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Modulation of symbiont lipid A signaling by host alkaline phosphatases in the squid-vibrio symbiosis.

Rader BA, Kremer N, Apicella MA, Goldman WE, McFall-Ngai MJ - MBio (2012)

Bottom Line: With constant presentation of MAMPs by the normal microbiota, mechanisms to tolerate their effects have developed.The results of this contribution provide evidence that host alkaline phosphatases (APs) dephosphorylate and inactivate the symbiont MAMP lipid A.Not only may these activities serve to "tame" the MAMPs, but also the resulting products may themselves be important signals in persistent mutualisms.

View Article: PubMed Central - PubMed

Affiliation: Department of Medical Microbiology and Immunology, University of Wisconsin-Madison, Madison, Wisconsin, USA.

ABSTRACT

Unlabelled: The synergistic activity of Vibrio fischeri lipid A and the peptidoglycan monomer (tracheal cytotoxin [TCT]) induces apoptosis in the superficial cells of the juvenile Euprymna scolopes light organ during the onset of the squid-vibrio symbiosis. Once the association is established in the epithelium-lined crypts of the light organ, the host degrades the symbiont's constitutively produced TCT by the amidase activity of a peptidoglycan recognition protein (E. scolopes peptidoglycan recognition protein 2 [EsPGRP2]). In the present study, we explored the role of alkaline phosphatases in transforming the lipid A of the symbiont into a form that changes its signaling properties to host tissues. We obtained full-length open reading frames for two E. scolopes alkaline phosphatase (EsAP) mRNAs (esap1 and esap2); transcript levels suggested that the dominant light organ isoform is EsAP1. Levels of total EsAP activity increased with symbiosis, but only after the lipid A-dependent morphogenetic induction at 12 h, and were regulated over the day-night cycle. Inhibition of total EsAP activity impaired normal colonization and persistence by the symbiont. EsAP activity localized to the internal regions of the symbiotic juvenile light organ, including the lumina of the crypt spaces where the symbiont resides. These data provide evidence that EsAPs work in concert with EsPGRPs to change the signaling properties of bacterial products and thereby promote persistent colonization by the mutualistic symbiont.

Importance: The potential for microbe-associated molecular patterns (MAMPs) to compromise host-tissue health is reflected in the often-used nomenclature for these molecules: lipopolysaccharide (LPS) is also called "endotoxin" and the peptidoglycan monomer is also called "tracheal cytotoxin" (TCT). With constant presentation of MAMPs by the normal microbiota, mechanisms to tolerate their effects have developed. The results of this contribution provide evidence that host alkaline phosphatases (APs) dephosphorylate and inactivate the symbiont MAMP lipid A. As such, APs work in synergy with a peptidoglycan recognition protein, which inactivates symbiont-exported TCT, to alter the symbiont MAMPs and promote persistence of the partnership. Not only may these activities serve to "tame" the MAMPs, but also the resulting products may themselves be important signals in persistent mutualisms. The finding of lipid A modification by APs in an invertebrate mutualism provides evidence that this specific strategy for dealing with symbiotic partners is conserved across the animal kingdom.

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Effect of CIAP treatment of lipid A on its ability to induce juvenile light organ apoptosis. (A) Fluorescence micrographs of light organs that had been incubated in filter-sterilized artificial seawater alone (non-sym) or with ES114 (sym), non-sym animal light organs incubated in FSASW plus lipid A, or non-sym animal light organs incubated in FSASW plus CIAP-treated lipid A for 18 h and stained with acridine orange (green) to visualize pycnotic nuclei, which appear as regions of punctate staining across the diffusely stained field of epithelial cells (e.g., arrow). Bars, 150 or 200 µm. (B) The number of pycnotic nuclei per anterior appendage of the juvenile light organ (n = 12 per treatment). Bars, average (±standard deviation); *, treatments that are significantly different from other treatments but not each other (one-way analysis of variance with post hoc pairwise comparisons, P < 0.001). aa, anterior appendage, the region used for enumeration of pycnotic nuclei.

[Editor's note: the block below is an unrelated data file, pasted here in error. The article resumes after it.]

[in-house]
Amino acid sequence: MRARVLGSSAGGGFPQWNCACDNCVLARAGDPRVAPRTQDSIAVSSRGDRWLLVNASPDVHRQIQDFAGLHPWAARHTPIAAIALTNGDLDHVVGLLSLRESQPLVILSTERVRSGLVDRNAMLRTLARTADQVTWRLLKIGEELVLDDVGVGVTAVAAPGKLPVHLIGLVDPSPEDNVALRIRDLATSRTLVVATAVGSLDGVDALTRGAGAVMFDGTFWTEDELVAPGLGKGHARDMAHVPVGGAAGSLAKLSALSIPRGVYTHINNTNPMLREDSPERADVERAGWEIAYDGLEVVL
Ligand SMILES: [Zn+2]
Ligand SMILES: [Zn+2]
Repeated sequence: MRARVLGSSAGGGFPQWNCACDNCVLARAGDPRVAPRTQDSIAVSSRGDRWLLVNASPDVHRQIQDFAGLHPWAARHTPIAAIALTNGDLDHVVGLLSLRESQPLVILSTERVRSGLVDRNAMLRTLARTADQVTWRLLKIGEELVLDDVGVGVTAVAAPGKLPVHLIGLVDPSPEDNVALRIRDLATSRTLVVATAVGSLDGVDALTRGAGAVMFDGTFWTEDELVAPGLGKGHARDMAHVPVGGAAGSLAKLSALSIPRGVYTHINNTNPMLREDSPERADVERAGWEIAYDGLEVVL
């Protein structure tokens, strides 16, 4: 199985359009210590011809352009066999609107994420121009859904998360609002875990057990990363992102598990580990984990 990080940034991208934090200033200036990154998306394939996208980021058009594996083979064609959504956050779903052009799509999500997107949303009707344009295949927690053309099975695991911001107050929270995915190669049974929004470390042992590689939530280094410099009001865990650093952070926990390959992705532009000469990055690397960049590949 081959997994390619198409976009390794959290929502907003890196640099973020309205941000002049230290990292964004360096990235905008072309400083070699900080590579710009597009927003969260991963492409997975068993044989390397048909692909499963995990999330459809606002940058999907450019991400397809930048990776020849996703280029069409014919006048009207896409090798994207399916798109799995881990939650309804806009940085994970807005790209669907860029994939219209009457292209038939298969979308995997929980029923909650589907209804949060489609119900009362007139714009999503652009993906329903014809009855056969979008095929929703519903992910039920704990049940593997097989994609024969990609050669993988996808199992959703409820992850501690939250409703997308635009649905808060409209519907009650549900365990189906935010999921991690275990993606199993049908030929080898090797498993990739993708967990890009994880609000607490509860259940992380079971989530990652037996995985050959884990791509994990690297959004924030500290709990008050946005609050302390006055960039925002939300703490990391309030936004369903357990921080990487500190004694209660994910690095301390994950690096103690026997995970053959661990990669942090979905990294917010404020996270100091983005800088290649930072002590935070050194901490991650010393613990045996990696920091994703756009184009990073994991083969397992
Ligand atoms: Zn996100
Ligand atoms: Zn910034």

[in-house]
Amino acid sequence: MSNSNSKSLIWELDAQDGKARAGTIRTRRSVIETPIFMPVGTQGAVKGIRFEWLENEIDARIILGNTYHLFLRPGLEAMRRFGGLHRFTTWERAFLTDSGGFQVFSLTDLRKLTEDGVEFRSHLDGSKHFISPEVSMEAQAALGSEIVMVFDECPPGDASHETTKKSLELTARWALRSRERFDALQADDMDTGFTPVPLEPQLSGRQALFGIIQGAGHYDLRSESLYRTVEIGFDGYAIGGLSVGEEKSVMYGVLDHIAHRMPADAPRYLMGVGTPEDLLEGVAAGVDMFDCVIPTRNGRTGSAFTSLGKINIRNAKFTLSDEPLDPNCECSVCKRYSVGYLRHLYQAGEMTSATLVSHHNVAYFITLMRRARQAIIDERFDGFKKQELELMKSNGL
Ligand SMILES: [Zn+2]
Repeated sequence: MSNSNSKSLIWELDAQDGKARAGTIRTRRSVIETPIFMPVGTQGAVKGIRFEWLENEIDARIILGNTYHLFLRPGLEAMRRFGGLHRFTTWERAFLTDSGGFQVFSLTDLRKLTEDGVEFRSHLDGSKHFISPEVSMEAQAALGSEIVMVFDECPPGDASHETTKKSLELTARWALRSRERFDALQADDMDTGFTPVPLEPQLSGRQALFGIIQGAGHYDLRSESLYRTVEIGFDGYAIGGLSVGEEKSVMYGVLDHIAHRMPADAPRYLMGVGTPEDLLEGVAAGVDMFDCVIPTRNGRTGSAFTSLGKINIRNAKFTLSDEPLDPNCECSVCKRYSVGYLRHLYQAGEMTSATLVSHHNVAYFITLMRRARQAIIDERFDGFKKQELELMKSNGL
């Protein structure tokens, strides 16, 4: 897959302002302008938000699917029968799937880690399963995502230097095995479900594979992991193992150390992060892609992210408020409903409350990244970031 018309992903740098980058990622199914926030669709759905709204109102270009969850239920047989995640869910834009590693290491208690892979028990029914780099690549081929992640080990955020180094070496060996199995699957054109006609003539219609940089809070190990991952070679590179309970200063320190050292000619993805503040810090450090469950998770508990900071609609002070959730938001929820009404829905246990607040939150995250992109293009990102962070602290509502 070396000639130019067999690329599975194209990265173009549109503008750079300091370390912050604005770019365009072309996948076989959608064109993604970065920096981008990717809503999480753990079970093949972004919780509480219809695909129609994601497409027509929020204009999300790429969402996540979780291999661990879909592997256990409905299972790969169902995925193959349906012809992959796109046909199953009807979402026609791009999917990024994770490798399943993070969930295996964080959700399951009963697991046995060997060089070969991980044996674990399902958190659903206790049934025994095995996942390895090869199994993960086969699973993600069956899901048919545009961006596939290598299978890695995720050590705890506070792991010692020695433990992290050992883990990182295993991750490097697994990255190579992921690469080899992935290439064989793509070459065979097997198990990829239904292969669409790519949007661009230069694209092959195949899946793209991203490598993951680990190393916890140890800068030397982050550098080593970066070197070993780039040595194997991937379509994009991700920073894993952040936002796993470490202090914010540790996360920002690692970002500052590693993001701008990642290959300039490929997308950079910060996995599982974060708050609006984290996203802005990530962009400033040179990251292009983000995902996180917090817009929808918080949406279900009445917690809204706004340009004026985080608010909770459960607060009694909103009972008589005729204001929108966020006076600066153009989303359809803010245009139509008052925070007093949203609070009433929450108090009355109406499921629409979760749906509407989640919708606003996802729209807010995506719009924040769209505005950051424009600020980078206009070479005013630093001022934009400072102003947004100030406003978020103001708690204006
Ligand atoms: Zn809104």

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fig9: Effect of CIAP treatment of lipid A on its ability to induce juvenile light organ apoptosis. (A) Fluorescence micrographs of light organs that had been incubated in filter-sterilized artificial seawater alone (non-sym) or with ES114 (sym), non-sym animal light organs incubated in FSASW plus lipid A, or non-sym animal light organs incubated in FSASW plus CIAP-treated lipid A for 18 h and stained with acridine orange (green) to visualize pycnotic nuclei, which appear as regions of punctate staining across the diffusely stained field of epithelial cells (e.g., arrow). Bars, 150 or 200 µm. (B) The number of pycnotic nuclei per anterior appendage of the juvenile light organ (n = 12 per treatment). Bars, average (±standard deviation); *, treatments that are significantly different from other treatments but not each other (one-way analysis of variance with post hoc pairwise comparisons, P < 0.001). aa, anterior appendage, the region used for enumeration of pycnotic nuclei.

Mentions: To determine whether alkaline phosphatase dephosphorylation can render V. fischeri lipid A nonreactive, we took advantage of the previous finding that V. fischeri lipid A is required for entry into early-stage apoptosis (chromatin condensation) of the superficial epithelial cells of the juvenile light organ (6). We incubated hatchling animals for 18 h in filter-sterilized artificial seawater with V. fischeri lipid A, lipid A that had been treated with calf intestinal alkaline phosphatase (CIAP), V. fischeri ES114 as a positive control for chromatin condensation, or seawater alone as a negative control. Whereas lipid A caused early-stage apoptosis at levels indistinguishable from those of symbiont-colonized juveniles, animals exposed to CIAP-treated lipid A had levels indistinguishable from those of animals exposed to seawater alone (Fig. 9).